Facebook: you may not have written it, but you are liable for it

Two recent rulings by the Advertising Standards Board (ASB) have reinforced the significant burden on social media marketers by confirming the broad scope of what constitutes ‘marketing communications’ on Facebook.

The ASB was asked to consider whether user-generated comments on two companies’ Facebook pages were ‘advertising’ within the meaning found in the Advertisers Code of Ethics, following complaints in relation to discriminatory comments posted on the Facebook pages of VB and Smirnoff.

The comments on the VB page contained offensive language with sexist and homophobic references, while the Smirnoff page contained comments and images posted by users of unknown age in a drinking environment holding Smirnoff products.

In a landmark determination, the ASB held that the Advertisers Code of Ethics applies not only to content generated by the advertisers themselves, but also applies to material and comments posted by users or friends on the advertisers’ Facebook sites.

As a consequence of the ASB’s decision, Foster’s Group (as the owner of VB) was found to be in breach of the Code by allowing discriminatory comments to remain on their Facebook page. Comments and images on the Smirnoff Facebook page were ultimately not considered to be in breach.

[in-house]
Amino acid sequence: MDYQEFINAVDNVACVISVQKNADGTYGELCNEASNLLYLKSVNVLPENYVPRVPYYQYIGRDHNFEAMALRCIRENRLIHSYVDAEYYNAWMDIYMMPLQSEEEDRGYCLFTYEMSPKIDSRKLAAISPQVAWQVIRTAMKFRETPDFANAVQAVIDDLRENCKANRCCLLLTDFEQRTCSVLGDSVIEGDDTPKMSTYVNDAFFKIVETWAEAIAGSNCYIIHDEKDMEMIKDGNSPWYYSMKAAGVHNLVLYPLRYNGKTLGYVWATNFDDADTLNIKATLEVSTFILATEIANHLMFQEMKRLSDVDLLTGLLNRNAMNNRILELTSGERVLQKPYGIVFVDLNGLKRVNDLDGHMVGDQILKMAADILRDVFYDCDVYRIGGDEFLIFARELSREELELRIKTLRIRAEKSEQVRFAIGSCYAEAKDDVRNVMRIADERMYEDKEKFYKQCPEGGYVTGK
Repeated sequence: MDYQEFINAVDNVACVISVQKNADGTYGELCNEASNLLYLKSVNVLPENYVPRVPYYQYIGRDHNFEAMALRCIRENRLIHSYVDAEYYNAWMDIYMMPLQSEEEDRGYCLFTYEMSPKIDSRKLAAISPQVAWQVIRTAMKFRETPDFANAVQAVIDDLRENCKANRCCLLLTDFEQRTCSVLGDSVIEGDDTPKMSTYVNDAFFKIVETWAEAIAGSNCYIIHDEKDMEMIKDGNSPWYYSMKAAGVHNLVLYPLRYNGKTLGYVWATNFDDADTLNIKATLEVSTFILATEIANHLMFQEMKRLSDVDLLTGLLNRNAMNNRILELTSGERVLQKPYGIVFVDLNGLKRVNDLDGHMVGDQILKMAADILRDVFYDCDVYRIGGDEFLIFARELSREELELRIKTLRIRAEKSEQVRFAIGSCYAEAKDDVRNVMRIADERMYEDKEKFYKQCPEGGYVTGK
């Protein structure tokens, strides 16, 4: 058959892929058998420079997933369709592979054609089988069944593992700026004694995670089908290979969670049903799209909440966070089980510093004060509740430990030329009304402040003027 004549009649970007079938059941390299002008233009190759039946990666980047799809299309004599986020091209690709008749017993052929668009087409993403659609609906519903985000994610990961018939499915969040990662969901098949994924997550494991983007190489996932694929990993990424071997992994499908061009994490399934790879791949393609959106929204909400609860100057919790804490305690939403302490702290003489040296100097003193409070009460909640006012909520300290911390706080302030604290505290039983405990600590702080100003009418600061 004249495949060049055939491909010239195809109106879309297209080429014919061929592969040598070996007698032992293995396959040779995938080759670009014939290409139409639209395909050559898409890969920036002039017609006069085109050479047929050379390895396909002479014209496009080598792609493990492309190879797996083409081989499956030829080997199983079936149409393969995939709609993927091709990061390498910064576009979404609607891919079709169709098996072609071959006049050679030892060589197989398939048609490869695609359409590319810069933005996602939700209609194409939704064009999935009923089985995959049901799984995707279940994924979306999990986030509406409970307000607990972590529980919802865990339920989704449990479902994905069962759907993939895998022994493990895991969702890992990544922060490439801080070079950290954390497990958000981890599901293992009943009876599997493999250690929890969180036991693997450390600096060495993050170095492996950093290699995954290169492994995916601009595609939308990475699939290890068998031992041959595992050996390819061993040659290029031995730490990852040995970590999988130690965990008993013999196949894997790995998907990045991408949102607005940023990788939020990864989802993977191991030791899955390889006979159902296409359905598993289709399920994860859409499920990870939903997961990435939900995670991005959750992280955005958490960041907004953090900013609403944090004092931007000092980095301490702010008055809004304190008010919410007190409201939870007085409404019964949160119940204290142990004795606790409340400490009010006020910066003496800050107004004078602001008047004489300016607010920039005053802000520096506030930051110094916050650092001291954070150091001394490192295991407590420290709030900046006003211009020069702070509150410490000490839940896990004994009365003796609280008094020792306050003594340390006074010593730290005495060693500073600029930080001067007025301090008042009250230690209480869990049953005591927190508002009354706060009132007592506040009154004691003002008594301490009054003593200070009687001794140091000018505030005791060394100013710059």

The ASB’s finding follows the Federal Court decision in Australian Competition and Consumer Commission v Allergy Pathway Pty Ltd (No 2) where it was held that an allergy clinic was accountable for misleading comments made by users on its Twitter and Facebook pages.

The ramifications of these decisions for social media marketers could be far reaching. It is now increasingly clear that companies will be held liable for any comments posted to their Facebook pages, and accordingly will have to monitor them for any communication that may be in breach of the law and industry regulations.

If your company engages in social media activity it is important to ensure that your sites are monitored and moderated so that any offensive material is identified and removed as quickly as possible. This may be done by educating employees in identifying and removing this material, or by communicating your needs to firms that can assist in managing your social media. One such firm is Blue Flame Social Media, a client of Certus Legal Group. Blue Flame are offering a 15% discount to Certus Legal Group clients who mention this blog article.

For further information or assistance on the consequences of social media for your business, please contact Certus Legal Group.